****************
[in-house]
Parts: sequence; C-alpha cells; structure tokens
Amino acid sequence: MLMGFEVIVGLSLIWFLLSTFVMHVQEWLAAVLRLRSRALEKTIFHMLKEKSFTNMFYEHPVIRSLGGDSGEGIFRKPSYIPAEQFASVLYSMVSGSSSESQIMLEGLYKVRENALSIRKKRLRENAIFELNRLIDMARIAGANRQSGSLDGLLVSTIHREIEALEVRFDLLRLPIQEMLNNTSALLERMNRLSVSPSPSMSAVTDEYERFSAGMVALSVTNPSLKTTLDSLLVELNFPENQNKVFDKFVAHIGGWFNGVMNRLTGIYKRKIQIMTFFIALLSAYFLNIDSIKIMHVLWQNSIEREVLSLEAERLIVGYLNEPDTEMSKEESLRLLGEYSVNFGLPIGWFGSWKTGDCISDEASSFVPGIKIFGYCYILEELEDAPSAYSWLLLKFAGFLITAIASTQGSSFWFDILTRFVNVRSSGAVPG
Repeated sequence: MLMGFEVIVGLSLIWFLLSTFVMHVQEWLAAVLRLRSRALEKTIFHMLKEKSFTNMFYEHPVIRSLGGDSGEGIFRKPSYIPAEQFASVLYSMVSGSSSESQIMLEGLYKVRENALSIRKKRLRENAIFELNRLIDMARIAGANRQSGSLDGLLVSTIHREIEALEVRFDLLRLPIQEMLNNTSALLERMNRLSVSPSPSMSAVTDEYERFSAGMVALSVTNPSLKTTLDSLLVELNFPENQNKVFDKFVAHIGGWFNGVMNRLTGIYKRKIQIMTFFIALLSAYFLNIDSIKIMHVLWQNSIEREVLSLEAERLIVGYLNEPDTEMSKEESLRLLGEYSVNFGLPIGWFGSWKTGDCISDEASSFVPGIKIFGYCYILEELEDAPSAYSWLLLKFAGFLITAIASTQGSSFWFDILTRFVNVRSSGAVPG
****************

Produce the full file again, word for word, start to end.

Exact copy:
[in-house]
Parts: sequence; C-alpha cells; structure tokens
Amino acid sequence: MLMGFEVIVGLSLIWFLLSTFVMHVQEWLAAVLRLRSRALEKTIFHMLKEKSFTNMFYEHPVIRSLGGDSGEGIFRKPSYIPAEQFASVLYSMVSGSSSESQIMLEGLYKVRENALSIRKKRLRENAIFELNRLIDMARIAGANRQSGSLDGLLVSTIHREIEALEVRFDLLRLPIQEMLNNTSALLERMNRLSVSPSPSMSAVTDEYERFSAGMVALSVTNPSLKTTLDSLLVELNFPENQNKVFDKFVAHIGGWFNGVMNRLTGIYKRKIQIMTFFIALLSAYFLNIDSIKIMHVLWQNSIEREVLSLEAERLIVGYLNEPDTEMSKEESLRLLGEYSVNFGLPIGWFGSWKTGDCISDEASSFVPGIKIFGYCYILEELEDAPSAYSWLLLKFAGFLITAIASTQGSSFWFDILTRFVNVRSSGAVPG
Repeated sequence: MLMGFEVIVGLSLIWFLLSTFVMHVQEWLAAVLRLRSRALEKTIFHMLKEKSFTNMFYEHPVIRSLGGDSGEGIFRKPSYIPAEQFASVLYSMVSGSSSESQIMLEGLYKVRENALSIRKKRLRENAIFELNRLIDMARIAGANRQSGSLDGLLVSTIHREIEALEVRFDLLRLPIQEMLNNTSALLERMNRLSVSPSPSMSAVTDEYERFSAGMVALSVTNPSLKTTLDSLLVELNFPENQNKVFDKFVAHIGGWFNGVMNRLTGIYKRKIQIMTFFIALLSAYFLNIDSIKIMHVLWQNSIEREVLSLEAERLIVGYLNEPDTEMSKEESLRLLGEYSVNFGLPIGWFGSWKTGDCISDEASSFVPGIKIFGYCYILEELEDAPSAYSWLLLKFAGFLITAIASTQGSSFWFDILTRFVNVRSSGAVPG